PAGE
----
11 Freiwillige weltweit. Täglich neue Eindrücke und Erlebnisse. Kleine und große Herausforderungen. Erfahrungen für das ganze Leben – all das ist das Ökumenische FreiwilligenProgramm der Evangelischen Mission in Solidarität (EMS)
"Yes, I feel that the climate is changing"
Warum muss ich derjenige sein, der über Land und Leute und Themen wie Migration, Religion oder Klimawandel berichtet? Wie tickt eigentlich die ghanaische Jugend? Gibt es nicht viel mehr Sinn, wenn ich versuche, die Menschen, die ich hier kennengelernt habe, selbst zu Wort kommen zu lassen?
Diesmal möchte ich euch ein vielfältiges Gespräch mit Abigail zeigen. Abigail (19) wohnt mit ihrer Familie in Tamale-Vittin, unweit meiner Einsatzstelle. Ihre Familie gehört zur Volksgruppe der Dagomba. Sie ist Mitglied der Presbyterian Church und hat 2015 die Senior High School abgeschlossen. Dieses Jahr hat sie sich bei einem Nursing Training College in Tamale beworben, um die Ausbildung zur Krankenschwester anzutreten. Für viele Jugendliche im Norden Ghanas bleibt die tertiäre Bildung jedoch bloß ein teurer Traum.
Um mir Arbeit zu ersparen, aber auch um das Interview nicht zu verfälschen, habe ich auf eine Übersetzung verzichtet.
How many siblings do you have?
I have two brothers and two sisters.
How do you spend your free time?
I like to write gospel songs and meeting with friends.
What are your parents working?
My dad works as an accountant at the Ghana Education Service. My mother is a trader. She produces different kinds of traditional drinks out of millet, maize, ginger or hibiscus. In the rainy season we also farm maize on a small patch and we have a few sheep and fowls.
What is your favourite food?
I like plain rice with beans stew.
Why are there school uniforms in Ghana?
In order to identify any child you come across in town.
What does freedom mean to you?
The chance to do whatever I want.
What does religion mean to you?
It is the channel of worship. The way I follow to worship my God.
You belong to the Dagomba tribe. The vast majority is Muslim. Christianity came around the 1960s to Tamale and up today you rarely find Christians here. Could you describe how it affects your life? How is the relationship between Muslims and Christians?
Because both religions are missionary religions there is competition to win new souls into the belief. I also find it difficult to tell Muslims my belief. In the South of Ghana I think it is easier to freely live as a Christian. In Tamale, sometimes it is difficult for churches to hold special events at night. Anyway, I also have Muslim friends.
Dagomba are predominantly of Islamic belief. However, you are Christian. How? Why?
Because I found out that Christianity is not based on culture or clan. Moreover, I believe it is the only religion which leads you to heaven.
Culturally and ethnically the North of Ghana is more diverse than the South. Southerners are mostly Christian. Meanwhile in the North the majority is of Muslim belief. Do you see any tensions between the two regions because of that?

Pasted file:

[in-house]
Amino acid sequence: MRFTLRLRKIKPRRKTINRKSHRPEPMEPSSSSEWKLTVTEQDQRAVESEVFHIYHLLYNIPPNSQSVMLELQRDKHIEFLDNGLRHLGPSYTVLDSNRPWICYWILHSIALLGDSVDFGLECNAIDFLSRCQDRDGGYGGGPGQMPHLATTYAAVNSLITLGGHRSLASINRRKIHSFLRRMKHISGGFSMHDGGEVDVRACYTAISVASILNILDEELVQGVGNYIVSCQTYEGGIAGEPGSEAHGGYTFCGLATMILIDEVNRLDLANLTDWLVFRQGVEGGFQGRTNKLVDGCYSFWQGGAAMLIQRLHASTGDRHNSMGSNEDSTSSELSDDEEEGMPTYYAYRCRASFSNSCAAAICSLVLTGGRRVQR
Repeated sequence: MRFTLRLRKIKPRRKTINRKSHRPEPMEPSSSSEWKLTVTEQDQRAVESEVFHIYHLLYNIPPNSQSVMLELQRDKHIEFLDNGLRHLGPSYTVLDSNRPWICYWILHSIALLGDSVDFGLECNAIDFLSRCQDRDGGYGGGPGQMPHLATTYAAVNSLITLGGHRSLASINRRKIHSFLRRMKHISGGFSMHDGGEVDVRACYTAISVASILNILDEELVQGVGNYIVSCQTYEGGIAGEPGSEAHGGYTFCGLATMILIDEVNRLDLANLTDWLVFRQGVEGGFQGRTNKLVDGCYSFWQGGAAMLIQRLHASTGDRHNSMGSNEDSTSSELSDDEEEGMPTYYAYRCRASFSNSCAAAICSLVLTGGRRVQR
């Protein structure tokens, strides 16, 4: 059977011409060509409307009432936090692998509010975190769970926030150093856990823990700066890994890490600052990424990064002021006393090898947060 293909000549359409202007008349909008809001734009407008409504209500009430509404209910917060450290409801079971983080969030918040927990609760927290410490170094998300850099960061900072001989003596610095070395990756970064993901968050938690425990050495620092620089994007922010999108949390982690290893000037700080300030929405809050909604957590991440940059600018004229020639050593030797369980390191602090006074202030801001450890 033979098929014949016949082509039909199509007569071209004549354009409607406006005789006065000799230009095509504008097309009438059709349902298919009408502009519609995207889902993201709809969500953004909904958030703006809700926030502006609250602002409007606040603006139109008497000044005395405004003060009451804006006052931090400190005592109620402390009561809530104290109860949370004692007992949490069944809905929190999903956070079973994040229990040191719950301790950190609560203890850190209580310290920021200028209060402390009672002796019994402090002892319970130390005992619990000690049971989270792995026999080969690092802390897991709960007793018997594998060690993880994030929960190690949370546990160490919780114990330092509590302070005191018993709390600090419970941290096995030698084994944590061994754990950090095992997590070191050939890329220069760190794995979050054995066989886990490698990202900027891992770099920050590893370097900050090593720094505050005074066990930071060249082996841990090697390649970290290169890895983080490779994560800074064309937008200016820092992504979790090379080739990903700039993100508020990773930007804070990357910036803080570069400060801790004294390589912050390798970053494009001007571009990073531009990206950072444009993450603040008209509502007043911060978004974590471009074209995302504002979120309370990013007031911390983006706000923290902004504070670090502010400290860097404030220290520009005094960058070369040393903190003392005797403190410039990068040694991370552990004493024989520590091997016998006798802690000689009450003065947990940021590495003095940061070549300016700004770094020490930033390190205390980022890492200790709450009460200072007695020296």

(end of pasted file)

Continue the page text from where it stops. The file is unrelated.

The tension here is that the people in the South accepted Christianity earlier due to the arrival of European missionaries at the coast. Meanwhile the North has always been under the influence of Muslim traders from Arabia.Currently a lot of this historic border of beliefs is changing because people migrate from the North to the South and vice versa.
Why do people migrate inside Ghana?
Mostly they migrate in order to look for jobs and for bare survival. And of course for education because there are only a few universities in the country.
How many of your classmates from Senior High School (der Abschluss entspricht einer Hochschulzugangsberechtigung) have continued their education or have found a job?
Around ten percent. It was difficult because our results delayed. So no one could directly apply for the following semester. Many of my classmates couldn't afford to continue their education. Some have started their own business as shoemakers or seamstresses.
Is it accepted if a man loves another man and marries him? Why?
No, because our main religions here are Islam and Christianity. Both of them are very strong and none of them accepts it.
The Fulani people who originally come from Nigeria and nowadays from Burkina Faso and Niger are one example for people immigrating to Ghana. Can you describe their status in Ghanaian society?
First of all we have to see that there have always been Fulani in Ghana but not so many like now. I don't know exactly the reasons why there is such a huge influx into Ghana right now. Probably their home countries are stronger affected by desertification than Ghana.
Yes, the Sahara or in this particular case the Sahel is expanding to the South. So, the Fulani who had been here traditionally are respected people in their areas. But due to robberies and other crime incidents Fulani got a bad reputation. There have been cases that they destroyed farmland because they moved over it with their large herds of cattle.
Have you got the feeling that rainy seasons become shorter and dry seasons become longer, meaning that the climate is changing?
Yes, indeed. I feel that the climate is changing. Elder persons often recount that once the rainy season was longer than the dry season. Nowadays, the rainy season is only about four months and the rains become infrequent and fall arbitrarily. Last year for example there had been strong rains in April. Many farmers started to cultivate their crops but then it stopped until July. So, they lost their seeds and could only cultivate from July to September. Therefore the yield was not satisfying and many had to take loans to survive the dry season.
Thank you, Abigail!